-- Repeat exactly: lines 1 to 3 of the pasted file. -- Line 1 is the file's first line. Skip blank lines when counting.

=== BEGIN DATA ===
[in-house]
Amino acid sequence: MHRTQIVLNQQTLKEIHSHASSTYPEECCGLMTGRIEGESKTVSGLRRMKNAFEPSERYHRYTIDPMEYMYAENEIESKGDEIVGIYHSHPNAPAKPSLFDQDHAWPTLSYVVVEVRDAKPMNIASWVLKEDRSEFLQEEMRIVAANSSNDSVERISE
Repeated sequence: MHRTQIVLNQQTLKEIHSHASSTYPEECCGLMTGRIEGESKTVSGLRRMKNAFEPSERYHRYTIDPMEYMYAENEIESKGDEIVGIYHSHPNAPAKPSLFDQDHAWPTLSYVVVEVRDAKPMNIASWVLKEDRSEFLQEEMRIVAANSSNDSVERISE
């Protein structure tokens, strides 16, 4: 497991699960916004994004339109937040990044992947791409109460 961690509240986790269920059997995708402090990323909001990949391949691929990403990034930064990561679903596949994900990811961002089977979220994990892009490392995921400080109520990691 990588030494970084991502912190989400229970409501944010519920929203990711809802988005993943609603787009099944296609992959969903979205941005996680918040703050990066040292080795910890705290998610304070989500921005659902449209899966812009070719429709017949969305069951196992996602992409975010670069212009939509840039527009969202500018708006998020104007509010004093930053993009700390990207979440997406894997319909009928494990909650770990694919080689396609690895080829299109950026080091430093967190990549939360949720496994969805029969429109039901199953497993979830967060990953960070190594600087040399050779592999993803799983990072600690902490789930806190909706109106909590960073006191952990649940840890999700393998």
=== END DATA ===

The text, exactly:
[in-house]
Amino acid sequence: MHRTQIVLNQQTLKEIHSHASSTYPEECCGLMTGRIEGESKTVSGLRRMKNAFEPSERYHRYTIDPMEYMYAENEIESKGDEIVGIYHSHPNAPAKPSLFDQDHAWPTLSYVVVEVRDAKPMNIASWVLKEDRSEFLQEEMRIVAANSSNDSVERISE
Repeated sequence: MHRTQIVLNQQTLKEIHSHASSTYPEECCGLMTGRIEGESKTVSGLRRMKNAFEPSERYHRYTIDPMEYMYAENEIESKGDEIVGIYHSHPNAPAKPSLFDQDHAWPTLSYVVVEVRDAKPMNIASWVLKEDRSEFLQEEMRIVAANSSNDSVERISE